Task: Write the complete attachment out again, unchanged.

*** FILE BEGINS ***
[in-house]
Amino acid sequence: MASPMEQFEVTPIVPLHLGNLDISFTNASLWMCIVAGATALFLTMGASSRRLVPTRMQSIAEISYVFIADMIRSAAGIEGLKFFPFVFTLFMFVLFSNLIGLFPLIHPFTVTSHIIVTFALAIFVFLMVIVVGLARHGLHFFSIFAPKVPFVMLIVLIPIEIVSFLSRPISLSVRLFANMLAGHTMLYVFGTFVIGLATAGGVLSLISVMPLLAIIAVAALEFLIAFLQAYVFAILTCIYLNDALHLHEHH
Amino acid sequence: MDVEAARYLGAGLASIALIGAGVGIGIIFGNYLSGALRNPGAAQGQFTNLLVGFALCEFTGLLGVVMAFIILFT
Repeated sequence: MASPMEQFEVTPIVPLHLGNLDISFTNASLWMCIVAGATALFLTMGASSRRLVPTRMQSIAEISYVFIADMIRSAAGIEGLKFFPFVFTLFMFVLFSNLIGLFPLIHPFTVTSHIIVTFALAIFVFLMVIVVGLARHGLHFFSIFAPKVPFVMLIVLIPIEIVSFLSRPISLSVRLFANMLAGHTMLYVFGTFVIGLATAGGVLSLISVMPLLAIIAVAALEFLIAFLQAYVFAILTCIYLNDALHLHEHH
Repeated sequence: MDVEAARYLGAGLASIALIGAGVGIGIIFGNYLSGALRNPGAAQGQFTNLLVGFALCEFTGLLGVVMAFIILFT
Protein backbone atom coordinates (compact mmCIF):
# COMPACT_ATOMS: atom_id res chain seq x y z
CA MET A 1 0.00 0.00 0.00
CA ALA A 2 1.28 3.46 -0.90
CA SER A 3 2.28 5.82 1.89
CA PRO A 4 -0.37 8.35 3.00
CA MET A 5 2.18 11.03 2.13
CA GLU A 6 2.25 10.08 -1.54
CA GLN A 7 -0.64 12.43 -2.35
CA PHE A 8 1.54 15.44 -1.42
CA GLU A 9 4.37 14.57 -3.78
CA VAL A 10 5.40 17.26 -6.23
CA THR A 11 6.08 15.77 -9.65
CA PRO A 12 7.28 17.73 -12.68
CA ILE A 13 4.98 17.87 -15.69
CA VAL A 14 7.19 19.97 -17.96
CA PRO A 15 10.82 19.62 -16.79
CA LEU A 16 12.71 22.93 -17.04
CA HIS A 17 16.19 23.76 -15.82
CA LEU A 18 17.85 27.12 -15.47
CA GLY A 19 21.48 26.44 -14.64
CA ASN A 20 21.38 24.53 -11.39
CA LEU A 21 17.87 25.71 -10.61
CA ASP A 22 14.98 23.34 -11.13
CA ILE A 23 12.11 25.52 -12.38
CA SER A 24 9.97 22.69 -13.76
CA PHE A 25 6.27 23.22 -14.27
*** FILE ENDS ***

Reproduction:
[in-house]
Amino acid sequence: MASPMEQFEVTPIVPLHLGNLDISFTNASLWMCIVAGATALFLTMGASSRRLVPTRMQSIAEISYVFIADMIRSAAGIEGLKFFPFVFTLFMFVLFSNLIGLFPLIHPFTVTSHIIVTFALAIFVFLMVIVVGLARHGLHFFSIFAPKVPFVMLIVLIPIEIVSFLSRPISLSVRLFANMLAGHTMLYVFGTFVIGLATAGGVLSLISVMPLLAIIAVAALEFLIAFLQAYVFAILTCIYLNDALHLHEHH
Amino acid sequence: MDVEAARYLGAGLASIALIGAGVGIGIIFGNYLSGALRNPGAAQGQFTNLLVGFALCEFTGLLGVVMAFIILFT
Repeated sequence: MASPMEQFEVTPIVPLHLGNLDISFTNASLWMCIVAGATALFLTMGASSRRLVPTRMQSIAEISYVFIADMIRSAAGIEGLKFFPFVFTLFMFVLFSNLIGLFPLIHPFTVTSHIIVTFALAIFVFLMVIVVGLARHGLHFFSIFAPKVPFVMLIVLIPIEIVSFLSRPISLSVRLFANMLAGHTMLYVFGTFVIGLATAGGVLSLISVMPLLAIIAVAALEFLIAFLQAYVFAILTCIYLNDALHLHEHH
Repeated sequence: MDVEAARYLGAGLASIALIGAGVGIGIIFGNYLSGALRNPGAAQGQFTNLLVGFALCEFTGLLGVVMAFIILFT
Protein backbone atom coordinates (compact mmCIF):
# COMPACT_ATOMS: atom_id res chain seq x y z
CA MET A 1 0.00 0.00 0.00
CA ALA A 2 1.28 3.46 -0.90
CA SER A 3 2.28 5.82 1.89
CA PRO A 4 -0.37 8.35 3.00
CA MET A 5 2.18 11.03 2.13
CA GLU A 6 2.25 10.08 -1.54
CA GLN A 7 -0.64 12.43 -2.35
CA PHE A 8 1.54 15.44 -1.42
CA GLU A 9 4.37 14.57 -3.78
CA VAL A 10 5.40 17.26 -6.23
CA THR A 11 6.08 15.77 -9.65
CA PRO A 12 7.28 17.73 -12.68
CA ILE A 13 4.98 17.87 -15.69
CA VAL A 14 7.19 19.97 -17.96
CA PRO A 15 10.82 19.62 -16.79
CA LEU A 16 12.71 22.93 -17.04
CA HIS A 17 16.19 23.76 -15.82
CA LEU A 18 17.85 27.12 -15.47
CA GLY A 19 21.48 26.44 -14.64
CA ASN A 20 21.38 24.53 -11.39
CA LEU A 21 17.87 25.71 -10.61
CA ASP A 22 14.98 23.34 -11.13
CA ILE A 23 12.11 25.52 -12.38
CA SER A 24 9.97 22.69 -13.76
CA PHE A 25 6.27 23.22 -14.27